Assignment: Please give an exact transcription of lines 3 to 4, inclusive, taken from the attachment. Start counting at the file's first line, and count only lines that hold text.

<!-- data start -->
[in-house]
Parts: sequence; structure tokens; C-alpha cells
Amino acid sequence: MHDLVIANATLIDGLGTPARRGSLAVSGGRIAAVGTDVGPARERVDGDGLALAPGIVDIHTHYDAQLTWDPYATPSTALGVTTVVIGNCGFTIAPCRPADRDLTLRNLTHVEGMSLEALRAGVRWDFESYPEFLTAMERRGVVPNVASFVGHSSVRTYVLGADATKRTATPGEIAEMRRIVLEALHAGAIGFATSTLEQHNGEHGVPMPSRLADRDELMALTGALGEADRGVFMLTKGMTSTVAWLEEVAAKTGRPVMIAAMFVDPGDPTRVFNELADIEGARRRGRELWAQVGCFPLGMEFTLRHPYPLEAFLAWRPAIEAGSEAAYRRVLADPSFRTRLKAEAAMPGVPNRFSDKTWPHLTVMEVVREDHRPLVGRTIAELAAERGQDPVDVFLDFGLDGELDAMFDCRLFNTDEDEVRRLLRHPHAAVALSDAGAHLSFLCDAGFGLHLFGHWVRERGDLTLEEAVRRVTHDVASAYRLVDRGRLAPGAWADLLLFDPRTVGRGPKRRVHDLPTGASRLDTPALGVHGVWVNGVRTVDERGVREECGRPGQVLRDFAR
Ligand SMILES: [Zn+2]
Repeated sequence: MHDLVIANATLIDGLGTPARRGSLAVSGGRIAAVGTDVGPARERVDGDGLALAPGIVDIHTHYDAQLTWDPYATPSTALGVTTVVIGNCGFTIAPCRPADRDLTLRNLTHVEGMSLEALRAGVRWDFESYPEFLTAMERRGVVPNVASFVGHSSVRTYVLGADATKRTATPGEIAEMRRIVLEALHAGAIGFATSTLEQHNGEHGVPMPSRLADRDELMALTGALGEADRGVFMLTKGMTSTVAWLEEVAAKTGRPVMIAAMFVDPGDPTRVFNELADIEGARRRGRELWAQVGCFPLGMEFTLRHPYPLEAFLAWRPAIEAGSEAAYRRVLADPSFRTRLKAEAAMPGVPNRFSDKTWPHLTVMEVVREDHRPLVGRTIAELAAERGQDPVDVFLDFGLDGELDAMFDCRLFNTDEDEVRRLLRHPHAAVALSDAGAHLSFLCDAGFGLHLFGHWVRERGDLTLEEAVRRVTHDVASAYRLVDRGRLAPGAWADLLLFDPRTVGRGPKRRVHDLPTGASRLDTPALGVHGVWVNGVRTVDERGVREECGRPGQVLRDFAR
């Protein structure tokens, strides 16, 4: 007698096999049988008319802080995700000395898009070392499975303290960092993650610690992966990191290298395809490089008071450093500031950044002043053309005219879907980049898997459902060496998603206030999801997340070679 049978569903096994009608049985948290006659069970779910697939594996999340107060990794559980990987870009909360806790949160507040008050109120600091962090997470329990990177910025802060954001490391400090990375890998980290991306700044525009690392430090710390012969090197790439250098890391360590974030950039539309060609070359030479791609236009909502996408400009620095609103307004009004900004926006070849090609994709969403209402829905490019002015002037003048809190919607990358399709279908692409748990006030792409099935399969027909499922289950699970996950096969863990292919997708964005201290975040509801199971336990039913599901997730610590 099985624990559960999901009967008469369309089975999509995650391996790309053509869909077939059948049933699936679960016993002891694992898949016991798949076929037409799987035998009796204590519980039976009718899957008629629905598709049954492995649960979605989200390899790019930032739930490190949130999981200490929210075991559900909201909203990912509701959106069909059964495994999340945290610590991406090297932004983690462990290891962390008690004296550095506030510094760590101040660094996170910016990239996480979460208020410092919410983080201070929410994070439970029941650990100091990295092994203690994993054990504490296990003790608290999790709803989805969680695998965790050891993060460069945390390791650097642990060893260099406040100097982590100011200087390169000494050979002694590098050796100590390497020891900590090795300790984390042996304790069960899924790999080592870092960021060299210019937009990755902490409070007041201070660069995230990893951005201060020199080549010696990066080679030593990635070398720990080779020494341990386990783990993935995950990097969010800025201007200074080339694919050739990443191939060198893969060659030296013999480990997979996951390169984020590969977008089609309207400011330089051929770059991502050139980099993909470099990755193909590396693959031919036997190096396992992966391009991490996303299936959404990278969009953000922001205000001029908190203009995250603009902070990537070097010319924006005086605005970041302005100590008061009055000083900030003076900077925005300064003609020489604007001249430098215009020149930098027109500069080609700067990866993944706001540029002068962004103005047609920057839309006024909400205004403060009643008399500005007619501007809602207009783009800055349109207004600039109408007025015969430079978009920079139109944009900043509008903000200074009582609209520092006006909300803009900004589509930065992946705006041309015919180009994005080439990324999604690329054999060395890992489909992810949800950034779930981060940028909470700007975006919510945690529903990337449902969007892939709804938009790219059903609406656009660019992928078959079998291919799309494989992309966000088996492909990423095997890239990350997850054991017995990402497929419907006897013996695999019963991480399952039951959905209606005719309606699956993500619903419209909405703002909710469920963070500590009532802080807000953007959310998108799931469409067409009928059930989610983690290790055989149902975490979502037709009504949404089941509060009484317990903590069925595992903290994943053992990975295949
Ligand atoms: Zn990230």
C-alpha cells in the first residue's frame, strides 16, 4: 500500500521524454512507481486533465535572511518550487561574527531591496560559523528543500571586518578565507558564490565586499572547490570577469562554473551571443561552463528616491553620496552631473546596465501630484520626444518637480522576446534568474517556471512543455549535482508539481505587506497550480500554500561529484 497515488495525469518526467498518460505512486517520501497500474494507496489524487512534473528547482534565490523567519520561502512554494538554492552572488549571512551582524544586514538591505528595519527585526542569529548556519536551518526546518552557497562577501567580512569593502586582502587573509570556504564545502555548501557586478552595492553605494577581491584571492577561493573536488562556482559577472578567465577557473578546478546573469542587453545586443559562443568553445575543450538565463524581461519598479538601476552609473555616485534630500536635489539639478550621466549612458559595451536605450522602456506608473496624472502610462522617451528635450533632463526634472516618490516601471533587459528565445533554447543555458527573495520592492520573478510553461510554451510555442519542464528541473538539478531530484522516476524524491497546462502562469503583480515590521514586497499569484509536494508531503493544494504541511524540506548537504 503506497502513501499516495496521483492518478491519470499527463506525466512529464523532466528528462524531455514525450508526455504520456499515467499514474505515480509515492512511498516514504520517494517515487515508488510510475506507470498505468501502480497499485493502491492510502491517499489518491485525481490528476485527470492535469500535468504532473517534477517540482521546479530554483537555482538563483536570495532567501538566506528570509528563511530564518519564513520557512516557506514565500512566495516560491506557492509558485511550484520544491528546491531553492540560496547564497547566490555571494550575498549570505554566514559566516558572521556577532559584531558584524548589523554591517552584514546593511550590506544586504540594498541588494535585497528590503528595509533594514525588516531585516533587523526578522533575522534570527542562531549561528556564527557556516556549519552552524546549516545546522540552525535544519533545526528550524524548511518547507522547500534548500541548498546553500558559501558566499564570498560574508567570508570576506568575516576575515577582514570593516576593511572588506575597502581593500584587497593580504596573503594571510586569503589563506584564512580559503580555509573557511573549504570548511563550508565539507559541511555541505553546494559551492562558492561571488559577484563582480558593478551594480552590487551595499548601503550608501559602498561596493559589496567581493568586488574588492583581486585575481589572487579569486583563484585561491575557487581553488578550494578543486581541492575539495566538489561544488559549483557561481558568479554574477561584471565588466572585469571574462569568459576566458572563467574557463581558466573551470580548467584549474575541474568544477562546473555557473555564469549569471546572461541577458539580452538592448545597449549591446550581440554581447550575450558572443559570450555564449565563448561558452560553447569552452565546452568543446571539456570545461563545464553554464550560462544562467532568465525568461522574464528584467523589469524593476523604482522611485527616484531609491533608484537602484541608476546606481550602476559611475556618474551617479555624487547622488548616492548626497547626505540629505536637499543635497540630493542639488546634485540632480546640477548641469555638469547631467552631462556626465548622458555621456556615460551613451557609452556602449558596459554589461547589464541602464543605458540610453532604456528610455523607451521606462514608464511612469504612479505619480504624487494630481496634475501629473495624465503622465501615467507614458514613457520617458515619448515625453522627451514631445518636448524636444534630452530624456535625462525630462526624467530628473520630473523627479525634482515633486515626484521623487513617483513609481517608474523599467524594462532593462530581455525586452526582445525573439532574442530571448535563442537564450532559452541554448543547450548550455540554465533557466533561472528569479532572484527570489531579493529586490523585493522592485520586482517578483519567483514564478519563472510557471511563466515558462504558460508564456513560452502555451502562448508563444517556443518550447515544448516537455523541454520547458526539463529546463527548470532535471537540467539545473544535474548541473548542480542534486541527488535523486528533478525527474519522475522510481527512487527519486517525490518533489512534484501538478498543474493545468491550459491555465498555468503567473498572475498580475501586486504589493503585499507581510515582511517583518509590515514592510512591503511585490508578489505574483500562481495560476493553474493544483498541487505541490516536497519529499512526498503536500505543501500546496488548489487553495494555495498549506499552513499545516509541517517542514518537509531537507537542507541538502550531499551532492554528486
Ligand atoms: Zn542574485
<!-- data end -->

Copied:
Amino acid sequence: MHDLVIANATLIDGLGTPARRGSLAVSGGRIAAVGTDVGPARERVDGDGLALAPGIVDIHTHYDAQLTWDPYATPSTALGVTTVVIGNCGFTIAPCRPADRDLTLRNLTHVEGMSLEALRAGVRWDFESYPEFLTAMERRGVVPNVASFVGHSSVRTYVLGADATKRTATPGEIAEMRRIVLEALHAGAIGFATSTLEQHNGEHGVPMPSRLADRDELMALTGALGEADRGVFMLTKGMTSTVAWLEEVAAKTGRPVMIAAMFVDPGDPTRVFNELADIEGARRRGRELWAQVGCFPLGMEFTLRHPYPLEAFLAWRPAIEAGSEAAYRRVLADPSFRTRLKAEAAMPGVPNRFSDKTWPHLTVMEVVREDHRPLVGRTIAELAAERGQDPVDVFLDFGLDGELDAMFDCRLFNTDEDEVRRLLRHPHAAVALSDAGAHLSFLCDAGFGLHLFGHWVRERGDLTLEEAVRRVTHDVASAYRLVDRGRLAPGAWADLLLFDPRTVGRGPKRRVHDLPTGASRLDTPALGVHGVWVNGVRTVDERGVREECGRPGQVLRDFAR
Ligand SMILES: [Zn+2]